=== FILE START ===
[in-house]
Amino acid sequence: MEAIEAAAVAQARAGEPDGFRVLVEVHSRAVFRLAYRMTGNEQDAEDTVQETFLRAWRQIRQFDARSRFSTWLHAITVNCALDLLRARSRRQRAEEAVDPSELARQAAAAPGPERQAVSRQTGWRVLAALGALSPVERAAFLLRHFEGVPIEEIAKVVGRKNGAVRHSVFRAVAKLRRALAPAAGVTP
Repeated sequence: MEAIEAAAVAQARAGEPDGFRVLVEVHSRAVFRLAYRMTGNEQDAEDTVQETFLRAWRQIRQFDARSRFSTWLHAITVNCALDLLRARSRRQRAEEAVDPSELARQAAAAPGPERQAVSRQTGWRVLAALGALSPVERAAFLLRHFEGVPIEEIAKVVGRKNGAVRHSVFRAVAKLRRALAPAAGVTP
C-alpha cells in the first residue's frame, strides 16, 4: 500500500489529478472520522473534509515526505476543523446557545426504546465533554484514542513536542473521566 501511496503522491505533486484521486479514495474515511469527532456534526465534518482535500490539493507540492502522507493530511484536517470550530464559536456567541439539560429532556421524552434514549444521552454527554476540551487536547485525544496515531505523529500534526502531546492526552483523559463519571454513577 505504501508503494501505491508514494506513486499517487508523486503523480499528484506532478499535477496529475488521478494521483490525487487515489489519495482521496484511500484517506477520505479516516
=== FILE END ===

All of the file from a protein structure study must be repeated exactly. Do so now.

[in-house]
Amino acid sequence: MEAIEAAAVAQARAGEPDGFRVLVEVHSRAVFRLAYRMTGNEQDAEDTVQETFLRAWRQIRQFDARSRFSTWLHAITVNCALDLLRARSRRQRAEEAVDPSELARQAAAAPGPERQAVSRQTGWRVLAALGALSPVERAAFLLRHFEGVPIEEIAKVVGRKNGAVRHSVFRAVAKLRRALAPAAGVTP
Repeated sequence: MEAIEAAAVAQARAGEPDGFRVLVEVHSRAVFRLAYRMTGNEQDAEDTVQETFLRAWRQIRQFDARSRFSTWLHAITVNCALDLLRARSRRQRAEEAVDPSELARQAAAAPGPERQAVSRQTGWRVLAALGALSPVERAAFLLRHFEGVPIEEIAKVVGRKNGAVRHSVFRAVAKLRRALAPAAGVTP
C-alpha cells in the first residue's frame, strides 16, 4: 500500500489529478472520522473534509515526505476543523446557545426504546465533554484514542513536542473521566 501511496503522491505533486484521486479514495474515511469527532456534526465534518482535500490539493507540492502522507493530511484536517470550530464559536456567541439539560429532556421524552434514549444521552454527554476540551487536547485525544496515531505523529500534526502531546492526552483523559463519571454513577 505504501508503494501505491508514494506513486499517487508523486503523480499528484506532478499535477496529475488521478494521483490525487487515489489519495482521496484511500484517506477520505479516516